Conference Contribution Details
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Lee, A., Gibbon, F., & O’Donovan, C.
The 14th ICPLA Conference
Tongue-palate contact of perceptually acceptable speech sounds produced by children with speech sound disorder of unknown origin
Cork, Ireland
Poster Presentation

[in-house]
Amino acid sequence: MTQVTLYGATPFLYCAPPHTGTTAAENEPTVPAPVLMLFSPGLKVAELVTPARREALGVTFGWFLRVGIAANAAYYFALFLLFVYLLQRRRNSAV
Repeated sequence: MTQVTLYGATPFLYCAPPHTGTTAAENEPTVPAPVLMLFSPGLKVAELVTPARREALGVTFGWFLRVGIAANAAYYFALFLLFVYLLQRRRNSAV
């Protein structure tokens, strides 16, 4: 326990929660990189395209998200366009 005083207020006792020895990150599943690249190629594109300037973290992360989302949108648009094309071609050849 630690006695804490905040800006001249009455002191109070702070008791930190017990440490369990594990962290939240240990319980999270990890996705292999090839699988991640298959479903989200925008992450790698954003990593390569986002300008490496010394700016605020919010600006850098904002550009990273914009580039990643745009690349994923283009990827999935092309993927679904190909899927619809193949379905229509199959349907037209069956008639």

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Aims: Using electropalatography (EPG), a few case studies have reported observations of increased tongue-palate contact for perceptually acceptable fricatives and alveolar stops produced by children with speech sound disorder of unknown origin (SSD). This study aimed to further investigate this issue by conducting quantitative analysis of amount of tongue-palate contact of alveolar stops produced by children with SSD that were perceived as correct productions. Their results were compared to those obtained from typically developing children. Methods: This is a retrospective analysis of EPG data collected for two previous research projects. The participants included nine children with SSD – four boys and five girls, aged 8;06-16;00 years; and eight typically developing children – six boys and two girls, aged 4-12 years. The stimuli were alveolar stops /t/, /d/, and /n/, produced at word-initial, word-medial, or word-final positions (e.g., tea, mended, town). The alveolar stop segments were annotated and percent contact was measured at the frame of maximum contact for each production. Results: The children with SSD showed significantly higher amount of tongue-palate contact than the typically developing children for /t/ and /d/. However, there was no significant difference in the amount of contact between the two groups for /n/. Visual examination of EPG contact patterns revealed that the children with SSD generally showed more contact in the posterior central area of the palate than the typically developing children. Discussion and conclusion: The findings confirm previous observations that children with SSD tend to have increased tongue-palate contact even for speech sounds that were perceived as correct productions. The differential results for oral and nasal alveolar stops might be related to the fact that complete anterior and lateral closure is needed for building up intra-oral pressure during the oral stop production. The results have important clinical implication in terms of setting treatment targets for clients.